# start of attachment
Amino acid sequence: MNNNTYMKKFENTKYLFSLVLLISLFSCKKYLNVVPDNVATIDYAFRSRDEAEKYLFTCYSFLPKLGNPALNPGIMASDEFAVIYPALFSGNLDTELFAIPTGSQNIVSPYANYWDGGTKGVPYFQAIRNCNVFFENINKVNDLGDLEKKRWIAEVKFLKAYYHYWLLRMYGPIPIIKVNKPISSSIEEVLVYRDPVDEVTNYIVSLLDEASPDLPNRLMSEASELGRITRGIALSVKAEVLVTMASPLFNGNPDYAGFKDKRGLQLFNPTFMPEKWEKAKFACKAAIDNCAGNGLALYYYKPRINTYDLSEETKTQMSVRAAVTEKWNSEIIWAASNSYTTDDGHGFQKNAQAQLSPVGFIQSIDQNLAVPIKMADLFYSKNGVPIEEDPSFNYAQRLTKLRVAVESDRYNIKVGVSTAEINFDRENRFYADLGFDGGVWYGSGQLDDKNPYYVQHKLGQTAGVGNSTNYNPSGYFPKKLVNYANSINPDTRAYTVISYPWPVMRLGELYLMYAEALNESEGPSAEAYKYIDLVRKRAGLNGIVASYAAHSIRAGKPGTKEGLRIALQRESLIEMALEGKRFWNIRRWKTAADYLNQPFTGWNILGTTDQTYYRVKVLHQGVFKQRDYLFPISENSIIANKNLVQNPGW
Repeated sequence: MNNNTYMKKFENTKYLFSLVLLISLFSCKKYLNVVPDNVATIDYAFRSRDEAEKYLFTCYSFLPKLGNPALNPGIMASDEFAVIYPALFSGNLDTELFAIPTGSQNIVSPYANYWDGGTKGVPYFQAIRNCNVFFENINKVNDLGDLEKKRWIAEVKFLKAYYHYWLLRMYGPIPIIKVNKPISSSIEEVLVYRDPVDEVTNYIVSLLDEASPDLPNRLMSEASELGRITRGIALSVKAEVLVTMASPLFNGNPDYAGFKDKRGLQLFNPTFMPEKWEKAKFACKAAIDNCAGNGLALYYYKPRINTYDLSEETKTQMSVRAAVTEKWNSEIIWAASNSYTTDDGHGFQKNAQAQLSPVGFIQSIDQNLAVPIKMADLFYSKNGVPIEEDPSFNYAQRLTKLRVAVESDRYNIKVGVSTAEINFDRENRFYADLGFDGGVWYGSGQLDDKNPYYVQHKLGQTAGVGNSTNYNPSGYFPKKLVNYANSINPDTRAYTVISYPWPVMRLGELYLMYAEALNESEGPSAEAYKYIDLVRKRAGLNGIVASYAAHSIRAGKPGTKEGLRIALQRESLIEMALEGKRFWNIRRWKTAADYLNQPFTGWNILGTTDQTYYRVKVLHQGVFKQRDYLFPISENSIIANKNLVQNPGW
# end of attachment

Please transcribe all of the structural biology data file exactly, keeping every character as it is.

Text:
Amino acid sequence: MNNNTYMKKFENTKYLFSLVLLISLFSCKKYLNVVPDNVATIDYAFRSRDEAEKYLFTCYSFLPKLGNPALNPGIMASDEFAVIYPALFSGNLDTELFAIPTGSQNIVSPYANYWDGGTKGVPYFQAIRNCNVFFENINKVNDLGDLEKKRWIAEVKFLKAYYHYWLLRMYGPIPIIKVNKPISSSIEEVLVYRDPVDEVTNYIVSLLDEASPDLPNRLMSEASELGRITRGIALSVKAEVLVTMASPLFNGNPDYAGFKDKRGLQLFNPTFMPEKWEKAKFACKAAIDNCAGNGLALYYYKPRINTYDLSEETKTQMSVRAAVTEKWNSEIIWAASNSYTTDDGHGFQKNAQAQLSPVGFIQSIDQNLAVPIKMADLFYSKNGVPIEEDPSFNYAQRLTKLRVAVESDRYNIKVGVSTAEINFDRENRFYADLGFDGGVWYGSGQLDDKNPYYVQHKLGQTAGVGNSTNYNPSGYFPKKLVNYANSINPDTRAYTVISYPWPVMRLGELYLMYAEALNESEGPSAEAYKYIDLVRKRAGLNGIVASYAAHSIRAGKPGTKEGLRIALQRESLIEMALEGKRFWNIRRWKTAADYLNQPFTGWNILGTTDQTYYRVKVLHQGVFKQRDYLFPISENSIIANKNLVQNPGW
Repeated sequence: MNNNTYMKKFENTKYLFSLVLLISLFSCKKYLNVVPDNVATIDYAFRSRDEAEKYLFTCYSFLPKLGNPALNPGIMASDEFAVIYPALFSGNLDTELFAIPTGSQNIVSPYANYWDGGTKGVPYFQAIRNCNVFFENINKVNDLGDLEKKRWIAEVKFLKAYYHYWLLRMYGPIPIIKVNKPISSSIEEVLVYRDPVDEVTNYIVSLLDEASPDLPNRLMSEASELGRITRGIALSVKAEVLVTMASPLFNGNPDYAGFKDKRGLQLFNPTFMPEKWEKAKFACKAAIDNCAGNGLALYYYKPRINTYDLSEETKTQMSVRAAVTEKWNSEIIWAASNSYTTDDGHGFQKNAQAQLSPVGFIQSIDQNLAVPIKMADLFYSKNGVPIEEDPSFNYAQRLTKLRVAVESDRYNIKVGVSTAEINFDRENRFYADLGFDGGVWYGSGQLDDKNPYYVQHKLGQTAGVGNSTNYNPSGYFPKKLVNYANSINPDTRAYTVISYPWPVMRLGELYLMYAEALNESEGPSAEAYKYIDLVRKRAGLNGIVASYAAHSIRAGKPGTKEGLRIALQRESLIEMALEGKRFWNIRRWKTAADYLNQPFTGWNILGTTDQTYYRVKVLHQGVFKQRDYLFPISENSIIANKNLVQNPGW